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The Tufts Daily
Where you read it first | Saturday, April 20, 2024

Solomont Speaker Series: Jodi Kantor on investigative journalism, breaking the Harvey Weinstein story

The Pulitzer Prize-winning reporter discussed the power of the pen, collaborations, the future of journalism.


Barnum Hall, home of Tisch College, is pictured on Oct. 16, 2022.

Editor’s note: Flora Meng is a former executive science editor at The Tufts Daily. She was not involved in the writing or editing of this article.

Pulitzer Prize-winning journalist Jodi Kantor visited the Jonathan M. Tisch College of Civic Life on Oct. 11 for the first installment of this semester’s Solomont Speaker Series. Kantor is best known for her joint investigative reporting with fellow journalist Megan Twohey, which exposed Hollywood producer Harvey Weinstein’s long history of sexual harassment. The two are credited with playing a pivotal role in the emergence of the #MeToo movement, and co-authored a book together titled “She Said” (2019), which follows their reporting.  

Flora Meng, a senior studying political science and film and media studies, introduced Kantor and described her impact as a journalist.

Aside from the monumental impact of the Harvey Weinstein story, Jodi’s early reporting has consistently led to action and change,” Meng said, citing Kantor’s coverage of breastfeeding and working mothers, Starbucks’ shift scheduling systems and working conditions at Amazon.

Diane Ryan, associate dean for programs and administration at Tisch College, followed the introduction by Meng. Ryan began the conversation by asking Kantor to discuss her experience reporting on high-profile, contentious issues  and the Harvey Weinstein story in particular.  

I was part of a team of reporters at the [New York] Times who were looking into sexual harassment across industries, and every industry had its own explanation for why it was so prevalent,” Kantor responded. Restaurateurs attributed it to alcohol, she said, and movie magnates attributed it to the objectification of attractive women. Kantor ultimately concluded that harassment exists in every context and across backgrounds.

When investigating the Weinstein story, Kantor and Twohey sought both personal testimonies and archival evidence.

“The approach that Megan and I took was different, because we were investigative journalists and we were looking for evidence,” she said. “We were trying to get the victims to speak, but also, we said ‘What records are available? Who knows things within Weinstein’s companies? Can we trace the legal and financial settlement trail?’ … By looking for evidence, we were in a way building a mountain of support under the women — something for them to stand on.”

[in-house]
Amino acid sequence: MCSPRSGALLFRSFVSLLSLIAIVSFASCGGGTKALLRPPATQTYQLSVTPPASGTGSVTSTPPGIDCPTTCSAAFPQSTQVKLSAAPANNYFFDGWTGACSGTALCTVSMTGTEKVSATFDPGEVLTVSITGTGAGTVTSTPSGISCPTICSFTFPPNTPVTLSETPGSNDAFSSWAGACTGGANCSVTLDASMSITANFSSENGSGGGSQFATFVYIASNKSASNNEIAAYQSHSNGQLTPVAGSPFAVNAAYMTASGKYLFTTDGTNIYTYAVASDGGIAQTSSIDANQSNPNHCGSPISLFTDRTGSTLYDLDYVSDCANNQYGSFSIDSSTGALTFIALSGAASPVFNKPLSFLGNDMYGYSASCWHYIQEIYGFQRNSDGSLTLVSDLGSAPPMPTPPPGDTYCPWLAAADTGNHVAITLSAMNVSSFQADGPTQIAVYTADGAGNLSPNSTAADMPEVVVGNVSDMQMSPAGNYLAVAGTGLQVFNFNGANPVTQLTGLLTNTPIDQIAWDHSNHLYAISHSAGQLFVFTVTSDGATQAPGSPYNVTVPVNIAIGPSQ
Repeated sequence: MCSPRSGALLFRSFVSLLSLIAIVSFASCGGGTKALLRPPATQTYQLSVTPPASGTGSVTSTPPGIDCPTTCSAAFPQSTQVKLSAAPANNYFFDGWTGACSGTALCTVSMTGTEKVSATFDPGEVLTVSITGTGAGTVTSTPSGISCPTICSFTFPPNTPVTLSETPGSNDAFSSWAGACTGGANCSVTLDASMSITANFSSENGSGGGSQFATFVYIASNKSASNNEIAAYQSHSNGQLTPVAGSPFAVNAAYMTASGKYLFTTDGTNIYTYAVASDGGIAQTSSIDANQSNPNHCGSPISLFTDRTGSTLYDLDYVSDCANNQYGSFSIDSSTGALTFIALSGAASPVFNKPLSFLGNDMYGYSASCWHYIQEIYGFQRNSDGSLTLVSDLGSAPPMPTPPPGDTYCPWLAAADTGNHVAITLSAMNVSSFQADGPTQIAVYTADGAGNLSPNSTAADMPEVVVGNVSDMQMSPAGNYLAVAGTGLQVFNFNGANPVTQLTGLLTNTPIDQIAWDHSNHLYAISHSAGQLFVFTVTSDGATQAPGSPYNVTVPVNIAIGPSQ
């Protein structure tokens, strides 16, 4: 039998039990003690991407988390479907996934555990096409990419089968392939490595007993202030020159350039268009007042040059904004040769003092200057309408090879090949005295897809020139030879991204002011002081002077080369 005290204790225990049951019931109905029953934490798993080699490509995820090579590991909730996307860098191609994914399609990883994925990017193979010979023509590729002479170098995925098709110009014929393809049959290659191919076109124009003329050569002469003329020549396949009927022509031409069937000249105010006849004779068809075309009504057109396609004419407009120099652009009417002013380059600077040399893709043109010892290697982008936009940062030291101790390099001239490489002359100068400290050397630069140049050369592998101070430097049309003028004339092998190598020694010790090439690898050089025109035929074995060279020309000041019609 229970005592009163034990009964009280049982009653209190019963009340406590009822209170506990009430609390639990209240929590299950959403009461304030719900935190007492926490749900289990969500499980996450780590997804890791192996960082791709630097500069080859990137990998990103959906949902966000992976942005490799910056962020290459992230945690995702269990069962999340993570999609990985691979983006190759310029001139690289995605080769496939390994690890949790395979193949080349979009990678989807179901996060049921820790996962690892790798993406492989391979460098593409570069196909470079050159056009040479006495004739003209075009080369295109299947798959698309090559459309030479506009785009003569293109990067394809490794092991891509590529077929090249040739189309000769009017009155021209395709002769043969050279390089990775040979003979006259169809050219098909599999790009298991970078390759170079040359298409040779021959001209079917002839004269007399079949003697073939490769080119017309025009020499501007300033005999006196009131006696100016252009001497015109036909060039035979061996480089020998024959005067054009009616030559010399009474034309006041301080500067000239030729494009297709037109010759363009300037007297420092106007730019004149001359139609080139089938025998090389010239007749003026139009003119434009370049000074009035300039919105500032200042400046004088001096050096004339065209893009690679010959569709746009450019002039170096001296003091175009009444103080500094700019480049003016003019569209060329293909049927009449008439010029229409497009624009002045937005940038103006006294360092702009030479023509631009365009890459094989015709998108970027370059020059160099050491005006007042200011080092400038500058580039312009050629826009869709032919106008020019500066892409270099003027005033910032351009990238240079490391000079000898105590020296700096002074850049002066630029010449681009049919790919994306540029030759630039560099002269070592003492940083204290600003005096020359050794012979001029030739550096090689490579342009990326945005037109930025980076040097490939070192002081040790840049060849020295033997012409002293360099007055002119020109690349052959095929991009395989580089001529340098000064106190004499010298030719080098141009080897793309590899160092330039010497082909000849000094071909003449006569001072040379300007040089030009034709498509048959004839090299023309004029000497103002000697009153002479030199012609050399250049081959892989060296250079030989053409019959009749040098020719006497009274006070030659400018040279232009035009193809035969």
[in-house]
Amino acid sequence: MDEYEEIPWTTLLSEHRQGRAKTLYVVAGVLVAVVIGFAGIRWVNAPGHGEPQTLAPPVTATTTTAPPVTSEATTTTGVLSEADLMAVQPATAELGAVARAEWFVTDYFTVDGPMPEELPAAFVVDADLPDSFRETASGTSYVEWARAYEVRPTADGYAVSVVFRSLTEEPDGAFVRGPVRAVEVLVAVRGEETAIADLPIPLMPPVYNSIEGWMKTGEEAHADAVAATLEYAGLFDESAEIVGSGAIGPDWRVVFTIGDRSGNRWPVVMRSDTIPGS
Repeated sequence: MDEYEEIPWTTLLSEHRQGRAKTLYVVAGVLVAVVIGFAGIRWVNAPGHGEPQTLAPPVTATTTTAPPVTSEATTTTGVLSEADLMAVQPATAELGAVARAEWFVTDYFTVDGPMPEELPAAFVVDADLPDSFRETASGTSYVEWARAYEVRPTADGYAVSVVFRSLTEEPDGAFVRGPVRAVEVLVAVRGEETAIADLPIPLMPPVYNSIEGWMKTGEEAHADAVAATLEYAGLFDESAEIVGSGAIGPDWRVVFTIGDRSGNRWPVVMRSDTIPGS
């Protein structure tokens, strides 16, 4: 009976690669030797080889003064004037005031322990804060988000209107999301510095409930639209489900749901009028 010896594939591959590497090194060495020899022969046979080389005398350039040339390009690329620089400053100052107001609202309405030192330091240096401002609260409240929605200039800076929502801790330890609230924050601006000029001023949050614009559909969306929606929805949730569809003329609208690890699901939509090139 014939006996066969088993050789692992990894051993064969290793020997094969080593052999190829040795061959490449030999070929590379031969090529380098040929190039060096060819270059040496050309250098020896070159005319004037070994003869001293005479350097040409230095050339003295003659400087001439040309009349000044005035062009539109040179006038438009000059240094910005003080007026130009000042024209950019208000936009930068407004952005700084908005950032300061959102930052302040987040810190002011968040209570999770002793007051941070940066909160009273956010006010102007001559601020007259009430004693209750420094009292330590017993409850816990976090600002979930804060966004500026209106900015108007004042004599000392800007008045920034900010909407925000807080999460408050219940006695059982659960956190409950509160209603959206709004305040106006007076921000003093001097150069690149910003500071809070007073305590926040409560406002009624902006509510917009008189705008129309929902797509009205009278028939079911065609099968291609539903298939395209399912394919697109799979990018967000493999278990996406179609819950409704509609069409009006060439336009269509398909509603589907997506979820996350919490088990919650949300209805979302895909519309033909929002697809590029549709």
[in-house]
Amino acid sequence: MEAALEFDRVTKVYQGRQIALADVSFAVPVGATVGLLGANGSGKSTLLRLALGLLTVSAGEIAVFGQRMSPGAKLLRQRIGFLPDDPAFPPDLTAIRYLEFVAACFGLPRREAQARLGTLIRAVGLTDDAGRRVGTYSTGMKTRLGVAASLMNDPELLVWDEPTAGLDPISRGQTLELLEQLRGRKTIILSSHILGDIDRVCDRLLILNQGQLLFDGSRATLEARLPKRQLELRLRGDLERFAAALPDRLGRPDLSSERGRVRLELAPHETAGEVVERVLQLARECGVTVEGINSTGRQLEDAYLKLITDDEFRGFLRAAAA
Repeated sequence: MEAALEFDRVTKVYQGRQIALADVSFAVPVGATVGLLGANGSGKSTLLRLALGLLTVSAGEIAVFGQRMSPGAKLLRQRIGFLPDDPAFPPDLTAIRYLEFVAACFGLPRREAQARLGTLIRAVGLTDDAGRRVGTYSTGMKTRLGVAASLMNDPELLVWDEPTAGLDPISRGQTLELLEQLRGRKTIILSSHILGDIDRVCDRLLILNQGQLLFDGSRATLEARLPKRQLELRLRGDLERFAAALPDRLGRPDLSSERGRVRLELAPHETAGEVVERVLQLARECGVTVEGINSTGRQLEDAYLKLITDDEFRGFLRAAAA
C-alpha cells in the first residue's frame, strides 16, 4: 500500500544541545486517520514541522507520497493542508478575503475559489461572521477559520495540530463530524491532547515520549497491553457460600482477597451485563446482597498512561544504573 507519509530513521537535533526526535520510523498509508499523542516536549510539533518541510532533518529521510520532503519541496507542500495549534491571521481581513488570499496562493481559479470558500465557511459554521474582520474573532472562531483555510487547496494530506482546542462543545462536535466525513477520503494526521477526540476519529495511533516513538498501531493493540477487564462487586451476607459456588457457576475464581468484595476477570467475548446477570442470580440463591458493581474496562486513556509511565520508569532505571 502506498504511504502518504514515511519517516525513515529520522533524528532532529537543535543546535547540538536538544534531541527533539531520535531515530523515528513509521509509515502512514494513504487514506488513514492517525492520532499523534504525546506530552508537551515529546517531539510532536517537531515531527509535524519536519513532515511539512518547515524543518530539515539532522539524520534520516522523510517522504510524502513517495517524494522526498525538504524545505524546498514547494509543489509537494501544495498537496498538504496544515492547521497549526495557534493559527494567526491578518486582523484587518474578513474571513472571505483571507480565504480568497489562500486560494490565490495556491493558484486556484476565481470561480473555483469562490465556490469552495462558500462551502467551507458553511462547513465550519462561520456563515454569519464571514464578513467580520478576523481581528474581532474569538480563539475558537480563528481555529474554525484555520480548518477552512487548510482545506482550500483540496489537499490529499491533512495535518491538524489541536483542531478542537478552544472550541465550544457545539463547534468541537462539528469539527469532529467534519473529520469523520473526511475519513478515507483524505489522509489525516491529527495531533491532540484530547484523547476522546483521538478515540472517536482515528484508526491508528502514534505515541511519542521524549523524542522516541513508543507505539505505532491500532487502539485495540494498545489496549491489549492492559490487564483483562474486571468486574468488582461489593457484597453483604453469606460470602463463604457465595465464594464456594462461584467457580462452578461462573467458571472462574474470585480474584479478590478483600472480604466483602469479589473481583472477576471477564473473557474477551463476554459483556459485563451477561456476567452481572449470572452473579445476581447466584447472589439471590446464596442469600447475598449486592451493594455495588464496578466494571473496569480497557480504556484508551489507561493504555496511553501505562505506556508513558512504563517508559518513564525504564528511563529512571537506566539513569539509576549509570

Kantor emphasized trust as the defining factor in her interactions with sources.

“I can’t tell you how much of my job is calling strangers out of the blue,” she remarked. “What you’re looking for in those first few moments is to somehow connect … especially with victims … you’re trying to get them to trust a stranger on a very intimate, difficult, troubling topic.”

Kantor relayed a piece of advice she received from Twohey on how to earn victims’ trust and encourage them to share their stories.

The sentence that [Twohey] used over and over again with victims was to say, ‘I can't change what's happened to you in the past, but if we work together, we may be able to put your pain to some productive use,’” Kantor said.

Kantor reflected on her long-term working relationship with Twohey.

“There was this deep parallel and sameness that we had,” Kantor said. Working with [Twohey] has been one of the most treasured experiences of my life.”

Kantor and Twohey encountered many obstacles reporting the Weinstein story, from unwilling sources to Weinstein’s own efforts to shut down victims and journalists. Through it all, Kantor said, failure was her biggest fear.

The idea that we would have to go to our graves knowing we had failed to bring this to life, having to watch Harvey Weinstein [at] the Oscars for years on end, that was really scary,” she said. “We just did not know which way this was going to go.”

Kantor also knew that women who agreed to go public with their allegations against Weinstein would be risking backlash and potentially their careers in Hollywood. When actress Ashley Judd agreed to be a named source, it felt like a turning point after months of investigation.

I had been holding this tension for months,” Kantor said. “I had talked to so many actresses and I’d heard so many bad stories … but you couldn’t publish the first story about Harvey Weinstein with blind quotes,” she said.

Ryan’s final question for Kantor was about the intertwined futures of journalism and democracy.

Given the shakiness and the tumult and the disinformation, … I think the question is whether we can renew, and whether we can build,” Kantor said. “Can we get to a new place, when we’re not only relying on what feels like the long-built houses of democracy, whether it’s The New York Times, or Tufts University, … but can we continue to build and renew?”